If you’re not a pro at filling out taxes, you’re going to either have to use e-file with one of the available software solutions or find a tax preparer who can do it for you. For those whose income is $60,000 or less, have disabilities, or whose English is limited, the IRS has a program called the Volunteer Income Tax Assistance (VITA) to help with tax preparation. There is also Tax Counseling for the Elderly (TCE) for people who are 60 or older. Go to the page describing these programs for more information. You can also use a locator tool so you can find one of the local sites near you. If you are over 50 or have low to moderate income, you can also take a look at the AARP Foundation Tax-Aide program, which provides free in-person or virtual tax assistance with qualified volunteers; the site should be up for the 2023 tax season soon.
If you use a tax preparer, the person or company who does your taxes needs to be authorized to use e-file; if you don’t already have a tax professional, you can find one at the IRS site.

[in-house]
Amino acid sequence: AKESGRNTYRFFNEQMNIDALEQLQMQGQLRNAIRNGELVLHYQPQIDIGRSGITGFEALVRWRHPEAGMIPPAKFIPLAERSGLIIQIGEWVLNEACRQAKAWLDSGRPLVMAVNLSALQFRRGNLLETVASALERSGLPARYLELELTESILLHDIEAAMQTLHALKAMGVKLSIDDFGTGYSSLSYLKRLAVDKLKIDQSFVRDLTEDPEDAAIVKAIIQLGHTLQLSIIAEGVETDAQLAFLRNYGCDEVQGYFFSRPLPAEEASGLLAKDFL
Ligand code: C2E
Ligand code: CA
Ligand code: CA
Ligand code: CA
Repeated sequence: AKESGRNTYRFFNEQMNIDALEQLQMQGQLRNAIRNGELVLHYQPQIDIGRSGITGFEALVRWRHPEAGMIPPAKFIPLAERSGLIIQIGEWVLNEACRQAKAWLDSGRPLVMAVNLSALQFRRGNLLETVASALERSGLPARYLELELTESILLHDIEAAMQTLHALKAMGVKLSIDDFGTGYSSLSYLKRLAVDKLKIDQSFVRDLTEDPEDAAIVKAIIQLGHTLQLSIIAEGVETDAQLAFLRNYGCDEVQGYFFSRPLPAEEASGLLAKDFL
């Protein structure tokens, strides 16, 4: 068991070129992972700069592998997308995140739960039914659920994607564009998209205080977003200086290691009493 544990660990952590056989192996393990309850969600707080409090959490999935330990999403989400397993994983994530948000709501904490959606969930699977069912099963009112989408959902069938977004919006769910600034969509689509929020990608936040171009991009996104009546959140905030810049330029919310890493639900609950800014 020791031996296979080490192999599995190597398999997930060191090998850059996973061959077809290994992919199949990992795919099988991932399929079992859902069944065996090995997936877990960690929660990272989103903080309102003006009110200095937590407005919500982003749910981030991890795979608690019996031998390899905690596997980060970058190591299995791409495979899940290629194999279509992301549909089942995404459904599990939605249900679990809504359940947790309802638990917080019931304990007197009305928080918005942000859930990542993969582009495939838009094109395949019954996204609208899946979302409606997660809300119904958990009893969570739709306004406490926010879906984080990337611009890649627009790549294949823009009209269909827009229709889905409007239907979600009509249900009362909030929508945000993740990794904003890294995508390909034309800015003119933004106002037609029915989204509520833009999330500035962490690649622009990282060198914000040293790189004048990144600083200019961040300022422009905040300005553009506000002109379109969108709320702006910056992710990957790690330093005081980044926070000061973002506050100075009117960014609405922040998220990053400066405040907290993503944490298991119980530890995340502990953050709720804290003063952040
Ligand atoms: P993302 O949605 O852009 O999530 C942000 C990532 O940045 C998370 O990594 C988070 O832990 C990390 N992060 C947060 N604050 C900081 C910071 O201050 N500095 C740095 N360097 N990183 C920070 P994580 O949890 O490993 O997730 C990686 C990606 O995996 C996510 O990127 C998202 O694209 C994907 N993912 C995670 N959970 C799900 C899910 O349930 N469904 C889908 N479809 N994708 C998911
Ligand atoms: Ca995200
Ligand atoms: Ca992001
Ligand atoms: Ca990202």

How do I pay online?
The IRS lists a variety of ways you can pay your taxes online.
First, you can have the IRS pull the funds directly from your bank account via Direct Pay for paying your annual taxes (using 1040 forms), your estimated taxes, or a number of other types of taxes; they are listed here. Direct Pay is for paying personal taxes. If you are paying business taxes, you can do that through the Electronic Federal Tax Payment System (EFTPS). Be aware that, according to the IRS, it can take up to five business days to process a new EFTPS enrollment.
If you use a credit card, it could cost you up to another 1.98 percent of your payment amount